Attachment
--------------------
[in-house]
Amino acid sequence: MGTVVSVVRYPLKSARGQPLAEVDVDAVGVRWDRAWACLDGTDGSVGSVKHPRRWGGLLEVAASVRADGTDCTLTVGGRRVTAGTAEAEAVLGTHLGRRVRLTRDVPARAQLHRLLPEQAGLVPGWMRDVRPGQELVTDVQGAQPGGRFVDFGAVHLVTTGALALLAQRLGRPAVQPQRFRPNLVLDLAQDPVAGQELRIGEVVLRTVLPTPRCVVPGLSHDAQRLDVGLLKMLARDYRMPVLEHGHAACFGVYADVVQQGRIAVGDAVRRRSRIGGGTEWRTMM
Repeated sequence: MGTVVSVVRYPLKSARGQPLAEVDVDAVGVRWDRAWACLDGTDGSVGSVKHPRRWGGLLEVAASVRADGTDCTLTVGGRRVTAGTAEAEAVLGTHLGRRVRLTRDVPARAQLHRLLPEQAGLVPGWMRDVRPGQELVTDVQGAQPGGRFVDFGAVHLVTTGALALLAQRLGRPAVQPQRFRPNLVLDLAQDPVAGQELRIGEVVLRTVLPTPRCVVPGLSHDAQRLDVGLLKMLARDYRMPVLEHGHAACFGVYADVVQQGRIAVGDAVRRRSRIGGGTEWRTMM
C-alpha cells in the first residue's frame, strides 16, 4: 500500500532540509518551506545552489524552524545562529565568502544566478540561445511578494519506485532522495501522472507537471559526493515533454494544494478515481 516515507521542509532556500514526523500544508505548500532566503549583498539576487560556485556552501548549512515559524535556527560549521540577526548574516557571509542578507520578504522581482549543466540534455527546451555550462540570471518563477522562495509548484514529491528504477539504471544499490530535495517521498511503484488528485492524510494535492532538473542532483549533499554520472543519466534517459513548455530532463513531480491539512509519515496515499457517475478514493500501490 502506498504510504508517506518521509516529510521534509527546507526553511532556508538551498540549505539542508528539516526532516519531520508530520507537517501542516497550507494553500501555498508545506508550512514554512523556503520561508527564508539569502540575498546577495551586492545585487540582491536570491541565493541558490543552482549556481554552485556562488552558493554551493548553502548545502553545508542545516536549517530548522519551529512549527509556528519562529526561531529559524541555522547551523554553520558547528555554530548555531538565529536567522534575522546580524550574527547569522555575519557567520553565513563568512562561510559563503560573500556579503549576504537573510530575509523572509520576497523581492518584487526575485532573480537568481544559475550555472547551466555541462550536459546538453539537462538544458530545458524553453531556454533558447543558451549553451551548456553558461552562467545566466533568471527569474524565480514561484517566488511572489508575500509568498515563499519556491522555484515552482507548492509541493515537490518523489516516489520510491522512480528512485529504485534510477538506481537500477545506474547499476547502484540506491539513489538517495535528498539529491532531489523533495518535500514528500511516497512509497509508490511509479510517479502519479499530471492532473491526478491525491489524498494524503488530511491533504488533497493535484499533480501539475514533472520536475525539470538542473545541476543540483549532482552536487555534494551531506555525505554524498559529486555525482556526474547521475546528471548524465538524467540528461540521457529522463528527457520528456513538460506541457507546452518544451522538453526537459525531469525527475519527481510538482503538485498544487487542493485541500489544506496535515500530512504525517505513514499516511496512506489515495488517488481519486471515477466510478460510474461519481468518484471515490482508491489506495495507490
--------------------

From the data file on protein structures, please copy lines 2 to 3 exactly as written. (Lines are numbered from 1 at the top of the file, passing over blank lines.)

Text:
Amino acid sequence: MGTVVSVVRYPLKSARGQPLAEVDVDAVGVRWDRAWACLDGTDGSVGSVKHPRRWGGLLEVAASVRADGTDCTLTVGGRRVTAGTAEAEAVLGTHLGRRVRLTRDVPARAQLHRLLPEQAGLVPGWMRDVRPGQELVTDVQGAQPGGRFVDFGAVHLVTTGALALLAQRLGRPAVQPQRFRPNLVLDLAQDPVAGQELRIGEVVLRTVLPTPRCVVPGLSHDAQRLDVGLLKMLARDYRMPVLEHGHAACFGVYADVVQQGRIAVGDAVRRRSRIGGGTEWRTMM
Repeated sequence: MGTVVSVVRYPLKSARGQPLAEVDVDAVGVRWDRAWACLDGTDGSVGSVKHPRRWGGLLEVAASVRADGTDCTLTVGGRRVTAGTAEAEAVLGTHLGRRVRLTRDVPARAQLHRLLPEQAGLVPGWMRDVRPGQELVTDVQGAQPGGRFVDFGAVHLVTTGALALLAQRLGRPAVQPQRFRPNLVLDLAQDPVAGQELRIGEVVLRTVLPTPRCVVPGLSHDAQRLDVGLLKMLARDYRMPVLEHGHAACFGVYADVVQQGRIAVGDAVRRRSRIGGGTEWRTMM